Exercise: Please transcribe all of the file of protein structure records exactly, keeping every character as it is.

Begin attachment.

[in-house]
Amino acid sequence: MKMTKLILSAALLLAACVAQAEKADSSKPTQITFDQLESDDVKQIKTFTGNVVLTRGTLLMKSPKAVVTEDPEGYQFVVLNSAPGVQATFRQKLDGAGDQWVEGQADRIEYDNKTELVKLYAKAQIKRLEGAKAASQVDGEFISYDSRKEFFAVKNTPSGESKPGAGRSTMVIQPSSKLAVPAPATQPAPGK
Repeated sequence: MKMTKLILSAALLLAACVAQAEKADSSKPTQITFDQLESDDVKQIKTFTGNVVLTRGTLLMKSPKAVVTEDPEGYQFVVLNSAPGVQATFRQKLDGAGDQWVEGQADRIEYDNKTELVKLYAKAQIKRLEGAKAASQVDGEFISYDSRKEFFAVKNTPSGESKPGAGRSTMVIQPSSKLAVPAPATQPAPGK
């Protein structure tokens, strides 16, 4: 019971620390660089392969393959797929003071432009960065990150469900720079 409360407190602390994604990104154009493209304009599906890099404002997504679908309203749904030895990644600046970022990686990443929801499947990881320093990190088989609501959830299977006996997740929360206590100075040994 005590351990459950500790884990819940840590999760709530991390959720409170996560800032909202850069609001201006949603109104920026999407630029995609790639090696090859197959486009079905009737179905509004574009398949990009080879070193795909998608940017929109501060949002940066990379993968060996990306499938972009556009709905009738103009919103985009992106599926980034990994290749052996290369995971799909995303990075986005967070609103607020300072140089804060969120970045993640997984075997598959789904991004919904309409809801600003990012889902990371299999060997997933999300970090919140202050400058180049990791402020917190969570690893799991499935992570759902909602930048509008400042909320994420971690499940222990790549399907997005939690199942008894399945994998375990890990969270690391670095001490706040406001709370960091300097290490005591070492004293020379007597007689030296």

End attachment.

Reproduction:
[in-house]
Amino acid sequence: MKMTKLILSAALLLAACVAQAEKADSSKPTQITFDQLESDDVKQIKTFTGNVVLTRGTLLMKSPKAVVTEDPEGYQFVVLNSAPGVQATFRQKLDGAGDQWVEGQADRIEYDNKTELVKLYAKAQIKRLEGAKAASQVDGEFISYDSRKEFFAVKNTPSGESKPGAGRSTMVIQPSSKLAVPAPATQPAPGK
Repeated sequence: MKMTKLILSAALLLAACVAQAEKADSSKPTQITFDQLESDDVKQIKTFTGNVVLTRGTLLMKSPKAVVTEDPEGYQFVVLNSAPGVQATFRQKLDGAGDQWVEGQADRIEYDNKTELVKLYAKAQIKRLEGAKAASQVDGEFISYDSRKEFFAVKNTPSGESKPGAGRSTMVIQPSSKLAVPAPATQPAPGK
């Protein structure tokens, strides 16, 4: 019971620390660089392969393959797929003071432009960065990150469900720079 409360407190602390994604990104154009493209304009599906890099404002997504679908309203749904030895990644600046970022990686990443929801499947990881320093990190088989609501959830299977006996997740929360206590100075040994 005590351990459950500790884990819940840590999760709530991390959720409170996560800032909202850069609001201006949603109104920026999407630029995609790639090696090859197959486009079905009737179905509004574009398949990009080879070193795909998608940017929109501060949002940066990379993968060996990306499938972009556009709905009738103009919103985009992106599926980034990994290749052996290369995971799909995303990075986005967070609103607020300072140089804060969120970045993640997984075997598959789904991004919904309409809801600003990012889902990371299999060997997933999300970090919140202050400058180049990791402020917190969570690893799991499935992570759902909602930048509008400042909320994420971690499940222990790549399907997005939690199942008894399945994998375990890990969270690391670095001490706040406001709370960091300097290490005591070492004293020379007597007689030296």